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For the purpose of removing the coating of silver that surrounds it, the wire must be steeped for a few minutes in warm nitrous acid, which dissolves the silver without danger of doing any injury to the gold. And though it might be difficult in this manner to preserve any considerable length of such wires, it is of little importance for any of those uses to which it is likely to be applied.

In my endeavours to make slender gold wires by the method above described, the difficulty of drilling the central hole in a metal so tough as fine silver, was greater than I had expected, and I was induced to try whether platina might not be substituted for the gold, as in that case its infusibility would allow me to coat it with silver without the necessity of drilling

Having formed a cylindrical mould of an inch in diameter, I fixed in the centre of it a platina wire previously drawn to the too of an inch, and then filled the mould with silver. When this rod was drawn to jo, my platina was reduced to Toco, and by successive reduction I obtained wires of 7000 and 706, each excellent for applying to the eye-pieces of astronomical instruments, and perhaps as fine as can be useful for such purposes.*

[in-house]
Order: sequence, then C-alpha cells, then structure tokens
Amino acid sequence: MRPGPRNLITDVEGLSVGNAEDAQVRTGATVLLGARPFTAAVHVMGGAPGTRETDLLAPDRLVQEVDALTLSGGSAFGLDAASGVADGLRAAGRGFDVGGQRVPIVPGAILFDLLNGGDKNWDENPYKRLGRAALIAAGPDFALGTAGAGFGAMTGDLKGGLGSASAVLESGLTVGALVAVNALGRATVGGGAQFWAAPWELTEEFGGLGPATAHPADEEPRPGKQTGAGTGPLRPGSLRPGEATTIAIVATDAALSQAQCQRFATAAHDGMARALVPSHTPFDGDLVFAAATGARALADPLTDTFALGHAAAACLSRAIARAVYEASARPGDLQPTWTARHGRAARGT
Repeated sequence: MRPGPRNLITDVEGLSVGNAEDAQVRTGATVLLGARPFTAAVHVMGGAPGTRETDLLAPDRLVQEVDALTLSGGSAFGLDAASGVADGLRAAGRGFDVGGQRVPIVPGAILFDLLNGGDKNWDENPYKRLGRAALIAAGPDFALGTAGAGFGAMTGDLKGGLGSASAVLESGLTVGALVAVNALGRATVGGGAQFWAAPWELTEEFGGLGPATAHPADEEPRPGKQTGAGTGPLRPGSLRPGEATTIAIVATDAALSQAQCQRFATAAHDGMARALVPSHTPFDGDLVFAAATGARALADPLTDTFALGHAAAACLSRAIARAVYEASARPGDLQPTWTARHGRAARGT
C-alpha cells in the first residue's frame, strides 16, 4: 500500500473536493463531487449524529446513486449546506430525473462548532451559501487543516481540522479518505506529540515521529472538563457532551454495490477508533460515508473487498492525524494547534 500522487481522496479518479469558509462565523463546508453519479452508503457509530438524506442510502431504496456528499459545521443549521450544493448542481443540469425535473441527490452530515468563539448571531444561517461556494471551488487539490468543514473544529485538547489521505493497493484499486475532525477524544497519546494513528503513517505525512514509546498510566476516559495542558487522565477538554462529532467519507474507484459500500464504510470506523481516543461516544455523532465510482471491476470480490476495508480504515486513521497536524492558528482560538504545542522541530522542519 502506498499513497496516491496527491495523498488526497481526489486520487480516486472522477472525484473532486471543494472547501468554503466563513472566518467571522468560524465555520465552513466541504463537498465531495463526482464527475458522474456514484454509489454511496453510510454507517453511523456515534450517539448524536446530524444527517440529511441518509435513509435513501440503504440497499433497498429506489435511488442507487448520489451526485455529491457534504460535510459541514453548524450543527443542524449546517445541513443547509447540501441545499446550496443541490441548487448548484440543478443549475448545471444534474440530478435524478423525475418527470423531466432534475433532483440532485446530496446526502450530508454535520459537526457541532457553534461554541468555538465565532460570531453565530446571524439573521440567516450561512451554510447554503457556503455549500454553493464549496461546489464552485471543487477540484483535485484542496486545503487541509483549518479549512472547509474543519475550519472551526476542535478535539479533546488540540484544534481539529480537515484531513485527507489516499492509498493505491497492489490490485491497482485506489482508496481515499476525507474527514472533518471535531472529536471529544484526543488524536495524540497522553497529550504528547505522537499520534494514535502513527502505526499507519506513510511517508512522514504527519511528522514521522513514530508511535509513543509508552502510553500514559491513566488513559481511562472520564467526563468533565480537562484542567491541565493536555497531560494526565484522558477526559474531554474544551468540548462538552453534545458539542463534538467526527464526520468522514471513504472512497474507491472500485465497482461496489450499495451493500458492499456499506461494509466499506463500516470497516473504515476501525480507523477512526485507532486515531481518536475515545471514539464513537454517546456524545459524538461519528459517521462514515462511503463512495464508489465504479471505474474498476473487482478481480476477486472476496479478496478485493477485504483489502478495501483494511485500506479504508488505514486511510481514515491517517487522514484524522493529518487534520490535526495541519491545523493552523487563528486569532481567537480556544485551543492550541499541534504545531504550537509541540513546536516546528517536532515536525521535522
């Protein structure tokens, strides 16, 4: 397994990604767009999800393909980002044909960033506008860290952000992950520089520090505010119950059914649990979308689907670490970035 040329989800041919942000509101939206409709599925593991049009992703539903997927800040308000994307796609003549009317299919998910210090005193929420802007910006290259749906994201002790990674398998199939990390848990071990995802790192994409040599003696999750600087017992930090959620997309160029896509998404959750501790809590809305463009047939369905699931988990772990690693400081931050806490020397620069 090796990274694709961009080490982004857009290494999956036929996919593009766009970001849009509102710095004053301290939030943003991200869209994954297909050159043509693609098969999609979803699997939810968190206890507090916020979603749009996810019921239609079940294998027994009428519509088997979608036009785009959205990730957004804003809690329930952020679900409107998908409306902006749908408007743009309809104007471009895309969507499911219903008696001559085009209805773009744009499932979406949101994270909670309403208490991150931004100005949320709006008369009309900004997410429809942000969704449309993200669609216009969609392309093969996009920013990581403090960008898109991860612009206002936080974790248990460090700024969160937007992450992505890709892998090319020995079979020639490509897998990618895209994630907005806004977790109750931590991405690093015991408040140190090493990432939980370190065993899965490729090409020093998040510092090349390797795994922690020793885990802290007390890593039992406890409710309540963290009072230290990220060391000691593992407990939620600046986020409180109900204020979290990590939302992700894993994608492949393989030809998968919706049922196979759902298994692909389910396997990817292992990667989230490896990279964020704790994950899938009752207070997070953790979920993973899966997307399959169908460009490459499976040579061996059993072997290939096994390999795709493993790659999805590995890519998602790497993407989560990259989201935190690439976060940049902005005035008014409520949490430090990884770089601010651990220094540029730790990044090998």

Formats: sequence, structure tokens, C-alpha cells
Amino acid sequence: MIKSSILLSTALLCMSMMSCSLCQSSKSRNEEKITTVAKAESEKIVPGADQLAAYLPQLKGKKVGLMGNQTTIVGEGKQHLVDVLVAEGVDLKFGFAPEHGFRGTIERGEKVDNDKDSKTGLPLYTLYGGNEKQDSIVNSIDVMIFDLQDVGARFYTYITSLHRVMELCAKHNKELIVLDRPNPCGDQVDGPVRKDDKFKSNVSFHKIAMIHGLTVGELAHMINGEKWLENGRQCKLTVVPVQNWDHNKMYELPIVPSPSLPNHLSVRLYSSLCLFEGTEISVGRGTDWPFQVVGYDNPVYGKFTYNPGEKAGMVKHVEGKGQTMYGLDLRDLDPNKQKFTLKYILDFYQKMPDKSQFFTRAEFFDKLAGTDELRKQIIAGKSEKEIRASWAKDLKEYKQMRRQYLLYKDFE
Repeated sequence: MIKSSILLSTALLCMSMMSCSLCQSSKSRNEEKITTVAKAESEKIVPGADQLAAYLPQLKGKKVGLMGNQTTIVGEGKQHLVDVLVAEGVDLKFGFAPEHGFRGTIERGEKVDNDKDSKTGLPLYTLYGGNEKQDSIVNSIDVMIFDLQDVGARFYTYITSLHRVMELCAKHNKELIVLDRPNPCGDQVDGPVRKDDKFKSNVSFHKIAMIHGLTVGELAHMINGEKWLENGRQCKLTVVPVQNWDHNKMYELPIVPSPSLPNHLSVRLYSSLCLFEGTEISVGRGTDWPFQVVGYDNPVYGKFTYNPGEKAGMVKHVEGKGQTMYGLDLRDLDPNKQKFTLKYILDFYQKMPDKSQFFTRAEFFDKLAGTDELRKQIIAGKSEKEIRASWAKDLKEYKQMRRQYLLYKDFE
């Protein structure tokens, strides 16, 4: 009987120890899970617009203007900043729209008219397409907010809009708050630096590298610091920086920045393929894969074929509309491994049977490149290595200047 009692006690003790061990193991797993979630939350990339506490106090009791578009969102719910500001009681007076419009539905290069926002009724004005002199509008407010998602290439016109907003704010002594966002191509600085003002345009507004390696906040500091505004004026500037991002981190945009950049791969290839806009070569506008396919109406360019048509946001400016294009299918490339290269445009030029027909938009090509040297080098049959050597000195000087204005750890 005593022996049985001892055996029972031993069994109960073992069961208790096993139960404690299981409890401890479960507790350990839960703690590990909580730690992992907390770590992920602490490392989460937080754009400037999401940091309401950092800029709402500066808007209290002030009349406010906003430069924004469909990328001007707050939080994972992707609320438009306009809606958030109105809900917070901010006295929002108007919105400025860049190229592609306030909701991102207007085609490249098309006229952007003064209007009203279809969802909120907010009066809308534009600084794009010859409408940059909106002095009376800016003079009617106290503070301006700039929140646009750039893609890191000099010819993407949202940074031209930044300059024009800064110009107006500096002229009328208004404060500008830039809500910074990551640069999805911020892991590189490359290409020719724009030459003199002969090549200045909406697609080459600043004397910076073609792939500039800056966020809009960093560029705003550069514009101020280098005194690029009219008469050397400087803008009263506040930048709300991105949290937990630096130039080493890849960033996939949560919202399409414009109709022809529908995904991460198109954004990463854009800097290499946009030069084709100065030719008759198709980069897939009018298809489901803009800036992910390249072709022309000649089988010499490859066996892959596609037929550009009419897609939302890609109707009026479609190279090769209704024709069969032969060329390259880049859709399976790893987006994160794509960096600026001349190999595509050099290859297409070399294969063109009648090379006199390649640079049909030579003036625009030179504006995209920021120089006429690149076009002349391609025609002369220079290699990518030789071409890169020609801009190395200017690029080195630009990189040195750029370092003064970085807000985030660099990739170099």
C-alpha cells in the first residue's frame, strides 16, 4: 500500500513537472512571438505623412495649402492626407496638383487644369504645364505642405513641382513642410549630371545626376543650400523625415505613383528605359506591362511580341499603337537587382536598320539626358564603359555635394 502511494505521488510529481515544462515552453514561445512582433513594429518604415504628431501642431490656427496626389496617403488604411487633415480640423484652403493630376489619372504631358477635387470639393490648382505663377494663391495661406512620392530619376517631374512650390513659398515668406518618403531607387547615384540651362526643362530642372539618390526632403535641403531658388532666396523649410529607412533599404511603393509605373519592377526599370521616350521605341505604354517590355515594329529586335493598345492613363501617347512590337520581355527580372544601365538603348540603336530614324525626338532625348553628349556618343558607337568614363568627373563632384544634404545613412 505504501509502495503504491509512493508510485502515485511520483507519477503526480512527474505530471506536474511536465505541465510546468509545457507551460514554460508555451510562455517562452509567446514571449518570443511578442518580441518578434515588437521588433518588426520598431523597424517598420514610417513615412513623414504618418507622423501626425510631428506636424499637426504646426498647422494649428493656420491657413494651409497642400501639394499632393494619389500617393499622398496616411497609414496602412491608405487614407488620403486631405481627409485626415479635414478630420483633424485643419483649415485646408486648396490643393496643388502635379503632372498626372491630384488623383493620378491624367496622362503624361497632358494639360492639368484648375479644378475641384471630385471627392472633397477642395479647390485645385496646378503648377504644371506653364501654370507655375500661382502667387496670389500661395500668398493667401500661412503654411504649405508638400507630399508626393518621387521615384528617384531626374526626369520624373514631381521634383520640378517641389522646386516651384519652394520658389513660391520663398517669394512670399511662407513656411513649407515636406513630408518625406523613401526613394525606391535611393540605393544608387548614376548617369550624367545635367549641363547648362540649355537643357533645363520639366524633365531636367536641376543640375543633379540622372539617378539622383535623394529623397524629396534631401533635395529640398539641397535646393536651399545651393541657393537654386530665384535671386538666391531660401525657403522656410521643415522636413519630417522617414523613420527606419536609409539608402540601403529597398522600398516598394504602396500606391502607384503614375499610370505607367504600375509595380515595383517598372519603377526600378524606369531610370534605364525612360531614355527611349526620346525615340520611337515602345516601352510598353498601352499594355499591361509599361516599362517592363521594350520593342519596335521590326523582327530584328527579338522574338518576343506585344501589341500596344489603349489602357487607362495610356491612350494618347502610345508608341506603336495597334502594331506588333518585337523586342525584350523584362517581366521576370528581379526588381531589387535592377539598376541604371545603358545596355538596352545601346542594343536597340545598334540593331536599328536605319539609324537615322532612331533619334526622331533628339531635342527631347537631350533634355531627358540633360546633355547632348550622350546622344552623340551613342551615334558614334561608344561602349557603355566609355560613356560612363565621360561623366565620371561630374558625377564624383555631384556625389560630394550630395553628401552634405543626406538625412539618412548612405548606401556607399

Since this had been the primary object that I had in view, I should have thought my time ill bestowed in pursuing farther the practical application of a method to which there seems no limit, except the imperfections of the metal employed. But as I found by trial the tenacity of these wires to be greater than was to be expected in proportion to their substance, that

• No very accurate observations can be made with a telescope shorter than thirty inches, and at thut distance asbo of an inch subtends only one second of a degree.

circumstance excited some doubts regarding the correctness of the estimate by which their diameter had been deduced. Other wires were consequently drawn with the utmost care, as to the quality and substance of the platina employed, and as to the proportional reduction of its diameter in the process of wire-drawing.

The extremity of a platina wire having been fused * into a globule nearly 1 of an inch in diameter, was next hammered out into a square rod, and then drawn again into a wire 7'55 of an inch in diameter. One inch of this wire duly coated with silver was drawn till its length was extended to 182 inches, consequently the proportional diminution of the diameter of the platina will be expressed by the square root of 182, so that its measure had become